Current American Thoracic Society/European Respiratory Society (ATS/ERS) recommendations categorize the severity of impairment based solely upon reductions in the FEV1 as a percent of predicted as this measurement will decrease along with forced vital capacity (FVC) in moderate-to-severe restrictive impairment: mild = FEV1 between the lower limit of normal and 70% of predicted; moderate = FEV1 60% to 69% of predicted; moderately severe = FEV1 50% to 59% of predicted; severe = FEV1 35% to 49% of predicted; and very severe = FEV1 less than 35% of predicted.26 Nevertheless, this approach may not entirely reflect the impact of the occupational ILD disease process on the individual's functional status.
Chest imaging is an integral tool in the evaluation and assessment of the worker with suspected occupational ILD. Evidence ratings evaluate and isolate the specific contribution of the modality, taken alone, for clinical diagnosis and management, not the need to obtain them as guidance in the evaluation. Chest radiographs (posterior-anterior and lateral) are moderately recommended (evidence level B) for use in the diagnosis of asbestosis, silicosis, or coal workers’ pneumoconiosis. They are recommended, but with insufficient evidence (I) for other occupational ILDs (chronic beryllium disease, HP, hard metal disease). Chest radiographs are a part of the usual evaluation of patients with respiratory symptoms. They are widely used for diagnosis and monitoring of ILDs. Chest radiographs show opacities, which represent the accumulation of these types of dust and the body's reaction to those exposure(s).27–31
It is recommended that chest radiographs be performed by trained technicians according to the American College of Radiology/Society for Pediatric Radiology Practice Guidelines.32 Physicians who interpret chest radiographs for diagnosis and medical surveillance of occupational ILD should have appropriate training, experience, and skills.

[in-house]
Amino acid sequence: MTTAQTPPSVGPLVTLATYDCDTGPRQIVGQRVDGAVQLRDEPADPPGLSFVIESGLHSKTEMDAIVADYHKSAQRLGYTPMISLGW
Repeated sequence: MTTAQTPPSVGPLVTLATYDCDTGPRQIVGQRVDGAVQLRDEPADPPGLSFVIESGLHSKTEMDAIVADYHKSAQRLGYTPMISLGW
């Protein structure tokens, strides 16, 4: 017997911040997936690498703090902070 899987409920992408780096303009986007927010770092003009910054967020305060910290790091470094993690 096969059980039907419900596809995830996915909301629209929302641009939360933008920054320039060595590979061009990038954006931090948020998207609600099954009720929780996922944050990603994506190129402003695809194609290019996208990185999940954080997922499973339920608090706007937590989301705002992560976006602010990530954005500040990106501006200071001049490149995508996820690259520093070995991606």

High-Resolution Computed Tomography Scans
High-resolution computed tomography (HRCT) scans are strongly recommended (evidence level A) for diagnosis of asbestosis, coal workers’ pneumoconiosis, or chronic beryllium disease. An HRCT scan is moderately recommended (evidence B) for diagnosis of silicosis. These recommendations are particularly for specific indications.
HRCT scans should be performed by trained technicians and according to American College of Radiology guidelines.32 Readers of HRCT scans for occupational lung disease should have appropriate training and experience. These scans may be performed in both supine and prone positions and should be done at maximal inspiration.33 There is also evidence to support scanning the entire thorax in patients with asbestosis, particularly to evaluate the presence of apical disease.34 HRCT scanning is recommended when the findings make occupational ILD reasonably likely and when the chest radiograph alone is insufficient. Although useful in diagnosis of occupational ILD, an HRCT scan is not an essential part of the evaluation if chest radiographs document an occupational ILD that is consistent with the workers’ exposure. If there are atypical features, subtle abnormalities on routine radiography, and/or competing causes for the findings, then an HRCT scan may be especially helpful in confirming or excluding a diagnosis of occupational ILD.
Carbon Monoxide Diffusing Capacity
Measurement of carbon monoxide diffusing capacity (DLCO) is recommended (evidence level C) for use in diagnosing ILD. DLCO should be performed according to the 2005 ATS/ERS statement.35 It is recommended that at least two DLCO tests be performed and the average reported, and it is further recommended that the measurements from these two tests agree within 10%.35 Smoking status must be obtained as cigarette smoking may cause measureable baseline levels of carbon monoxide causing an increased back-pressure and elevated carboxyhemoglobin measurements.35
Sputum Samples and Bronchoalveolar Lavage
Sampling of sputum, both induced and spontaneous, is recommended (evidence level C) for diagnosing asbestos-related ILD. Sputum is less reliable than bronchoalveolar lavage (BAL) sampling because of the difficulty in obtaining quality specimens36; however, sputum sampling has the advantages of being non-invasive and less expensive when compared with BAL.
BAL is recommended (evidence level C) as an aid to the diagnosis of ILD caused by asbestos. BAL should be performed according the ATS/ERS guidelines on performance of BAL for ILD.37 BAL is a high-cost procedure with a moderate risk of adverse events. This must be considered when deciding if BAL is a necessary step in the diagnosis of occupational ILD. It is particularly indicated when a definitive diagnosis is required and/or to help address potentially competing causes of ILD.
MANAGEMENT OF OCCUPATIONAL ILD